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Susan Godsland
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Joined: Thu Oct 30, 2003 11:10 pm
Location: Exeter UK


Post by Susan Godsland » Wed Mar 01, 2006 9:41 pm

Posting by Jim Curran Thu Sep 29, 2005 'UKLA submission to the Rose Committee' page 4.

There seems to be a lot of confusion about what comprehension is. Geraldine Rodger’s posting has helped clarify the position. Synthetic phonics teaches fluent decoding, it doesn’t teach comprehension. The criticism that comprehension scores were considerably lower in the Clackmannanshire study shows an ignorance common among the critics of Synthetic Phonics.
Comprehension was always going to be a problem for many of the children in this study and was directly related to their social disadvantage and poorer language skills than to the fact that they were taught to read using A Synthetic Phonics System.As Jenny has pointed out a good decoder may read the Financial Times cover to cover without understanding any of it.The gap between the best and weakest decoders taught to read using a Synthetic Phonics System on a scale of 1- 10 maybe 3 points , 10 being the best 7 the weakest. Using the same scale to measure the gap in comprehension you might find the weakest being 2 and the best being 10. Comprehension is a higher order skill that requires word knowledge and world knowledge ( vocabulary and general knowledge) decoding is a lower level skill. On the Dispatches programme a problem with decoding was likened to coloured blindness but with much more serious consequences.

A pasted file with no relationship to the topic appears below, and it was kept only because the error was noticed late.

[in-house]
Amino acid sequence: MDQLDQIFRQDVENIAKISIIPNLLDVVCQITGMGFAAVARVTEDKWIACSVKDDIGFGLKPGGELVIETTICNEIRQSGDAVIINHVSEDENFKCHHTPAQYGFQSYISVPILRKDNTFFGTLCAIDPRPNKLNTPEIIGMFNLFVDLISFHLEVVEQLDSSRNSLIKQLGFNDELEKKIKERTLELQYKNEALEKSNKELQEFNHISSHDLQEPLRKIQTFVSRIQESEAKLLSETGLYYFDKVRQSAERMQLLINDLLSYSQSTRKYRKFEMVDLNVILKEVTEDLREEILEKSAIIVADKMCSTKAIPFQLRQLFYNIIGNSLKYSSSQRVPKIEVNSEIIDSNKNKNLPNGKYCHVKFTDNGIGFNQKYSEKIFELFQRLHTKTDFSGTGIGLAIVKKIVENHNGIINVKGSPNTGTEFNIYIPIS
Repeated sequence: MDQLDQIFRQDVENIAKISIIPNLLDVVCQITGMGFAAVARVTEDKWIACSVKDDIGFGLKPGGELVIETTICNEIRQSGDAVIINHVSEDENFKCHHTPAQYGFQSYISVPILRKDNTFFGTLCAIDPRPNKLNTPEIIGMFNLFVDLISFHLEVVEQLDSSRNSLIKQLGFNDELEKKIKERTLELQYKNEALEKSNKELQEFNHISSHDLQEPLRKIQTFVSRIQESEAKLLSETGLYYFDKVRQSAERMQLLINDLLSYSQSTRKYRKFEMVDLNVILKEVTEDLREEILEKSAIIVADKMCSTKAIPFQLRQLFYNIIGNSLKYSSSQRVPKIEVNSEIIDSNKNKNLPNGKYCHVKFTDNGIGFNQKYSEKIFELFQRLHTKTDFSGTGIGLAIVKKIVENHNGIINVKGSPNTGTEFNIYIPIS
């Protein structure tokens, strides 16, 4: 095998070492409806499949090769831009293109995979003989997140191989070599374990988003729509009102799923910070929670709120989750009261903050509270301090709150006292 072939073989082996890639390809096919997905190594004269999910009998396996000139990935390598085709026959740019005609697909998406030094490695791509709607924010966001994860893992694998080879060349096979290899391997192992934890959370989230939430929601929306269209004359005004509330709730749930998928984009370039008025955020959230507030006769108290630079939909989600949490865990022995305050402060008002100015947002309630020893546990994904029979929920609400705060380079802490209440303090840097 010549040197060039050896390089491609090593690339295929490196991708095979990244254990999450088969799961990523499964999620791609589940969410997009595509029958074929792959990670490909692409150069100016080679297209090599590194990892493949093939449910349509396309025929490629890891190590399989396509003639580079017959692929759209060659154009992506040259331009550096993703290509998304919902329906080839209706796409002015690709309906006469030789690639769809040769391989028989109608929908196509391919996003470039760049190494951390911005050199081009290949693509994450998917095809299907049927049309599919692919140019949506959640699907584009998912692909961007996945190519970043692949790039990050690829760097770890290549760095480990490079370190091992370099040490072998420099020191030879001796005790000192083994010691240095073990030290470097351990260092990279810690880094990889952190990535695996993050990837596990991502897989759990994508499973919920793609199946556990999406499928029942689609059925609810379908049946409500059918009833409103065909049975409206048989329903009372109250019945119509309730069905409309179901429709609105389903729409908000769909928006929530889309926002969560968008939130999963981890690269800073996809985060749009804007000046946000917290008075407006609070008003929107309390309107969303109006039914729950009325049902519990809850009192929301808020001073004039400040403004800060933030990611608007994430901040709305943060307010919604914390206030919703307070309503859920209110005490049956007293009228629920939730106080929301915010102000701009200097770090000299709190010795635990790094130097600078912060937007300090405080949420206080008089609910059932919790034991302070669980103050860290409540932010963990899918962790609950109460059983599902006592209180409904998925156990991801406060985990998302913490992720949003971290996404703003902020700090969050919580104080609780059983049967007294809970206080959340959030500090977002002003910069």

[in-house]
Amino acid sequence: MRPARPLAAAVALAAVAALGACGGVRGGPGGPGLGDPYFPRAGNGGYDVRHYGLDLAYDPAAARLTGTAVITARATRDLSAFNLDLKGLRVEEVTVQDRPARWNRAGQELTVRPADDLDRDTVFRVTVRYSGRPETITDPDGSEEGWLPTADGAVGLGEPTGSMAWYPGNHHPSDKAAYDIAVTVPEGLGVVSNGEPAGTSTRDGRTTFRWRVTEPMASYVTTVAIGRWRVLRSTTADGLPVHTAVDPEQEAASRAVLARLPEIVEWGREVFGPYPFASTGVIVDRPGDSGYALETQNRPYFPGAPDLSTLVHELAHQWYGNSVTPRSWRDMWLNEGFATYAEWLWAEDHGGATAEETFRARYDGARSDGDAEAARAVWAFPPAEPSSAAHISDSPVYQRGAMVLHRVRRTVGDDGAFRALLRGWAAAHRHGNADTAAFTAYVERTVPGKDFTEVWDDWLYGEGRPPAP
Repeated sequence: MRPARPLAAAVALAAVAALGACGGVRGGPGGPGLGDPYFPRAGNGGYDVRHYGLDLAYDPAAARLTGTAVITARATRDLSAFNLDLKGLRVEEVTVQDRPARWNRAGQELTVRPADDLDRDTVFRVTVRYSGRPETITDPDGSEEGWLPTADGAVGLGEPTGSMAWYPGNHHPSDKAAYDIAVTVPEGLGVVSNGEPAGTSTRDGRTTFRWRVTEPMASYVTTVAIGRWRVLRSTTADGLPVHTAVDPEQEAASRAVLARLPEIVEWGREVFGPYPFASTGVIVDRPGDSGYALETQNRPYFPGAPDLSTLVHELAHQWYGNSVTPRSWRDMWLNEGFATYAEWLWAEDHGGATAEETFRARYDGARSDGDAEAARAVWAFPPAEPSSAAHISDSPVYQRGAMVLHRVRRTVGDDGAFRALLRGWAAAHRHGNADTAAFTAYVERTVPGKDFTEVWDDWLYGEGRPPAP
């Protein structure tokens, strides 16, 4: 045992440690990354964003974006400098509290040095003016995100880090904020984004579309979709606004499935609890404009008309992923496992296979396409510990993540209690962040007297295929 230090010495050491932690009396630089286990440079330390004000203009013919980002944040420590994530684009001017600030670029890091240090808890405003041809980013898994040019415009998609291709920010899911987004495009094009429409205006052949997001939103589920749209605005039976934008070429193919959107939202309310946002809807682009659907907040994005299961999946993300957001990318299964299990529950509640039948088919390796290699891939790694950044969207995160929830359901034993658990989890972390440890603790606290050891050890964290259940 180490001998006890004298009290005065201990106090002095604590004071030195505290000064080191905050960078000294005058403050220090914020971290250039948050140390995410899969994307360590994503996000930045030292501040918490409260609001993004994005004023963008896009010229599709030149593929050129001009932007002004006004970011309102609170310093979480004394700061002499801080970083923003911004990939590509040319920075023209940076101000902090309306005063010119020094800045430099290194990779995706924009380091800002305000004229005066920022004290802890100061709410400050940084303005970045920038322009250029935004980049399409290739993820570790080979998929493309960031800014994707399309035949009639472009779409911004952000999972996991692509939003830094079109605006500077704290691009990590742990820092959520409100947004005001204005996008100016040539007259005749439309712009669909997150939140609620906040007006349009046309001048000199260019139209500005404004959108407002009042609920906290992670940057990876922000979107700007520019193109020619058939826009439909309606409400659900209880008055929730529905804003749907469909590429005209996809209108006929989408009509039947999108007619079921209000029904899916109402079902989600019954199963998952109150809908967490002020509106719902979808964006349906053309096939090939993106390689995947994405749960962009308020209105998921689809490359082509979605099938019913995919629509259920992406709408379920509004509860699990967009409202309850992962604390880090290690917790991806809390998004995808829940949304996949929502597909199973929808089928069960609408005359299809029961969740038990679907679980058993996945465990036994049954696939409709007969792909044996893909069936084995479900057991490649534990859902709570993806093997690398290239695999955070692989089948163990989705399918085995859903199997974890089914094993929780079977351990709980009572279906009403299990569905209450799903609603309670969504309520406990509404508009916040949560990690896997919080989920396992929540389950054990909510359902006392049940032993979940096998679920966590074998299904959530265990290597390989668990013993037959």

Research in the United States has shown that good decoding skills in Grade 1 are predictive of good comprehension skills in Grade 4. So up to a point accurate fluent decoding can help comprehension but only up to a point.
One thing that we are certain about is that if you can’t read the word you will not comprehend it. All comprehension stops with poor decoding. Good decoding puts you on the comprehension ladder. If you don’t get on the ladder you can’t begin to climb it. ... 3&start=45

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